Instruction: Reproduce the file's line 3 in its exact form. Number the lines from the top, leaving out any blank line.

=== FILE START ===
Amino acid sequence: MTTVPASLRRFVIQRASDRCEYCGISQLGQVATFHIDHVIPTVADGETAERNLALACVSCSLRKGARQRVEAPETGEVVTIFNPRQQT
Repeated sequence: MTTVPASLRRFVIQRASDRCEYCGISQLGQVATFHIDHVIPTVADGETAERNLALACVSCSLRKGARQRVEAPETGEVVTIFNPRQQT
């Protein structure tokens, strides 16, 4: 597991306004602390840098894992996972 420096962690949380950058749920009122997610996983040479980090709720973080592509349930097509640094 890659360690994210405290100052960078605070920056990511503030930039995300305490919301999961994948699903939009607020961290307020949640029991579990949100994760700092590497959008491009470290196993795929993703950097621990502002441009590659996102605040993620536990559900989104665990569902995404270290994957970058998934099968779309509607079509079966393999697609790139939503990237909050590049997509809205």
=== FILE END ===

């Protein structure tokens, strides 16, 4: 597991306004602390840098894992996972 420096962690949380950058749920009122997610996983040479980090709720973080592509349930097509640094 890659360690994210405290100052960078605070920056990511503030930039995300305490919301999961994948699903939009607020961290307020949640029991579990949100994760700092590497959008491009470290196993795929993703950097621990502002441009590659996102605040993620536990559900989104665990569902995404270290994957970058998934099968779309509607079509079966393999697609790139939503990237909050590049997509809205």